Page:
Residents or individual citizens are also smart services providers in the smart city. A resident living near a dangerous street intersection can point a camera at the intersection and stream that information live to traffic planners and police. Residents place air quality measurement sensors on their properties to monitor pollution and pollen levels during certain times of the year, and make that information available to other community members. Residents can choose to make these smart services temporary or permanent, and free or fee based.
The Smart City is built on layers
A smart city is an ecosystem comprised of multiple “capability layers”. While technology is a critical enabler, it is just one of many foundational capabilities that every smart city must have. No one capability is more important than the rest. Each capabilities plays a different role in the smart city. These capabilities must integrate and coordinate with each other to carry out its mission.
Value layer. This is the most visible layer for city residents, businesses, visitors, workers, students, tourists and others. This layer is the catalog of smart city services or “use cases”, centered around the outcomes (Figure One), and offered by value creators and consumed by the city stakeholders.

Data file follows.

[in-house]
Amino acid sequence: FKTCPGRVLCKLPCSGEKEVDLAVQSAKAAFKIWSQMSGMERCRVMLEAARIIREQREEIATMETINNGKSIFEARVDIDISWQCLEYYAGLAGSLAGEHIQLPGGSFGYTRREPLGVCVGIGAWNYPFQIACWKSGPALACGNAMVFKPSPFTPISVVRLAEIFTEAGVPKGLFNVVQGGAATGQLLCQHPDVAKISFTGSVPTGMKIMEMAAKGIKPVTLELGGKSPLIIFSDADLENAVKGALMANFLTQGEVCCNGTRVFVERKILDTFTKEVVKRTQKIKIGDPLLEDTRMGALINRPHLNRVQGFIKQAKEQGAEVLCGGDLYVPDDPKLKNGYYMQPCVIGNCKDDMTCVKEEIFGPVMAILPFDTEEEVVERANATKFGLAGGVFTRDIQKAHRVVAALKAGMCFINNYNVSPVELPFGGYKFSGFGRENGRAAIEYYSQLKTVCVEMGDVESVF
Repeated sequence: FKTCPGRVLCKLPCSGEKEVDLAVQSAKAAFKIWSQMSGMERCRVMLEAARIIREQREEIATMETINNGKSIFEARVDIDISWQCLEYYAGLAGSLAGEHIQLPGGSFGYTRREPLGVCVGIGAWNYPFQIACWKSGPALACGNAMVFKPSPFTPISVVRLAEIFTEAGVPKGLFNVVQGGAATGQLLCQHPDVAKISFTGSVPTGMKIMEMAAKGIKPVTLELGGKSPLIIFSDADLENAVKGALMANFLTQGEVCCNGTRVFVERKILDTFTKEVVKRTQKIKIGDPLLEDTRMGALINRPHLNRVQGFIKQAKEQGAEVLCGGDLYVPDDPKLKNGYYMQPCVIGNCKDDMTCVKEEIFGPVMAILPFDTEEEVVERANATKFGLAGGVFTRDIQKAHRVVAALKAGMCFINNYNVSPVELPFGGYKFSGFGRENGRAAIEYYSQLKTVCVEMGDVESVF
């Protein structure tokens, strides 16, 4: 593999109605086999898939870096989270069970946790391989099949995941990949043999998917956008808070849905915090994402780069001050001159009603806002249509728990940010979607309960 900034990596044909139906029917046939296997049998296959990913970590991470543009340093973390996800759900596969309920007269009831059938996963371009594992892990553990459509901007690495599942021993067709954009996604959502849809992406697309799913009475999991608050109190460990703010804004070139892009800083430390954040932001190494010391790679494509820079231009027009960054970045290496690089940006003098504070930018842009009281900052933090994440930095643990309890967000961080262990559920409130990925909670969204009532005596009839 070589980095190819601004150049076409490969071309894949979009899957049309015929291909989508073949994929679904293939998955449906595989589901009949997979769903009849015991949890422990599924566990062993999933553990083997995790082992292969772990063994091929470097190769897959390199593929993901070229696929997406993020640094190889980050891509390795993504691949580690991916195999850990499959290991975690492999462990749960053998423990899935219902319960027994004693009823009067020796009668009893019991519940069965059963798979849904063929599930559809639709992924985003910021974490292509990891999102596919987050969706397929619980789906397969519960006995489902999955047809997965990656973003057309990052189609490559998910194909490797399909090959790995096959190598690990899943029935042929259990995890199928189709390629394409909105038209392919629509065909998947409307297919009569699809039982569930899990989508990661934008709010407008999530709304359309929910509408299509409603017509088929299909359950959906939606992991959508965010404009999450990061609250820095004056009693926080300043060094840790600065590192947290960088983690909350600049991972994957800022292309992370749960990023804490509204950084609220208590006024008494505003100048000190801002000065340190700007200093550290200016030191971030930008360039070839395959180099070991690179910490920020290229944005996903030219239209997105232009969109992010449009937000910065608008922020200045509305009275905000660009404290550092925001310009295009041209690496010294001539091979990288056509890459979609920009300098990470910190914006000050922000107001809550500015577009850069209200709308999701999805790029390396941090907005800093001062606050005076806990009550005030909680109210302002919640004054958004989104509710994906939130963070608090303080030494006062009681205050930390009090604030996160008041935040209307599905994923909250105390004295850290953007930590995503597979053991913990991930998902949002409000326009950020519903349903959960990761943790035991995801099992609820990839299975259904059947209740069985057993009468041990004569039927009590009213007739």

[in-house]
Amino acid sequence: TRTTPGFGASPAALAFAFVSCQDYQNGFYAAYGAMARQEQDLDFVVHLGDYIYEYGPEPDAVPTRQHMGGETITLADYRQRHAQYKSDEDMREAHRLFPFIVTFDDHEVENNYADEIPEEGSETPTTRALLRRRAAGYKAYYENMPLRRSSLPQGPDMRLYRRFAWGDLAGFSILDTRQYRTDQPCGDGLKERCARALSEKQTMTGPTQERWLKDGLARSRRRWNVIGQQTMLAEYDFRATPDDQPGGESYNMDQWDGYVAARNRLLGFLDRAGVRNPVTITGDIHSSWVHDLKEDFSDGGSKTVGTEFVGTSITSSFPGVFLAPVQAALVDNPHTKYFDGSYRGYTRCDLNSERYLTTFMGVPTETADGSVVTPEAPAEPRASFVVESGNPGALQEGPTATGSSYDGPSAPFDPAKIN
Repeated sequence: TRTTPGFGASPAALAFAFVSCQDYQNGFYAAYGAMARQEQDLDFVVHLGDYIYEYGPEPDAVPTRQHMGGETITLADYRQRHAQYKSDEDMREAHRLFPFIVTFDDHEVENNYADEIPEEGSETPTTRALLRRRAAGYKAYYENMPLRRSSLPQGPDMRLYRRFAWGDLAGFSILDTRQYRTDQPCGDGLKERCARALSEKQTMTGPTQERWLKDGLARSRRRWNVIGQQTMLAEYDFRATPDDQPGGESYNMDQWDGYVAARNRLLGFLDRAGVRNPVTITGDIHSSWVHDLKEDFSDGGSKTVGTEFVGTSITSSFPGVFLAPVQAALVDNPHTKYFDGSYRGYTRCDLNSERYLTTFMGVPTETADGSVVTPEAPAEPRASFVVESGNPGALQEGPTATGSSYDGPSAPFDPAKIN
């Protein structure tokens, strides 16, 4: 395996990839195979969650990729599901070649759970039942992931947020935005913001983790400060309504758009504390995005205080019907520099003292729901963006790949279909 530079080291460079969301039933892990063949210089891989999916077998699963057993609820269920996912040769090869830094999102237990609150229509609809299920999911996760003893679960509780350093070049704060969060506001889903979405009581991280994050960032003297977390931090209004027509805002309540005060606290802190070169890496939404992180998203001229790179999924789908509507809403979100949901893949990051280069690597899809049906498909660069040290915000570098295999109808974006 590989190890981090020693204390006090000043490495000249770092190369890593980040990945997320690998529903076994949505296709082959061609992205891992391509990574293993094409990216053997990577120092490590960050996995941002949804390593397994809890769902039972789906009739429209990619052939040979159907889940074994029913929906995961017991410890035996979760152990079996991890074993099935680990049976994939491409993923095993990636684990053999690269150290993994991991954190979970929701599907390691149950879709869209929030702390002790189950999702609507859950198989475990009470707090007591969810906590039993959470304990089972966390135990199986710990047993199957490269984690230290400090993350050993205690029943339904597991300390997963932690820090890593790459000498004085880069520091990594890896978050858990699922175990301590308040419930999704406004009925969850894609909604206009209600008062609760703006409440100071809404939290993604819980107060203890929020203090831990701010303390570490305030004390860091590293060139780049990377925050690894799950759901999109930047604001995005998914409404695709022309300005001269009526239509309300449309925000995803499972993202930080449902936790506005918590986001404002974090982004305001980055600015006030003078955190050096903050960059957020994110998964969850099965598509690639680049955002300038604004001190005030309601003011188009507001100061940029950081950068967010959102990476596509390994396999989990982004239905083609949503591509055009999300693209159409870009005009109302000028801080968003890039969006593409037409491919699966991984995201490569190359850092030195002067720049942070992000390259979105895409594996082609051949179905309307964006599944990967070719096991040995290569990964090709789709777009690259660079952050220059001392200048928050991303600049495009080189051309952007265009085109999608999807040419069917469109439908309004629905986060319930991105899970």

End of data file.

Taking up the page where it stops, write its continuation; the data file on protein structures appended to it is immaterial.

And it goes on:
Innovation layer. To stay relevant, value creators in the smart city must continuously innovate and update its services for its stakeholders. Smart cities proactively facilitate this through a variety of innovation programs, including labs, innovation zones, training, ideation workshops, skills development and partnerships with universities and businesses.
Governance, management and operations layer. The smart city creates disruption and results in digital transformation of existing processes and services. Smart city management models must integrate a new ecosystem of value creators and innovators. They must plan, support and monetize new business models, processes and services. They must upgrade their existing infrastructure and management processes to support “smart” services. Finally, they must measure the performance of the city with a new set of metrics.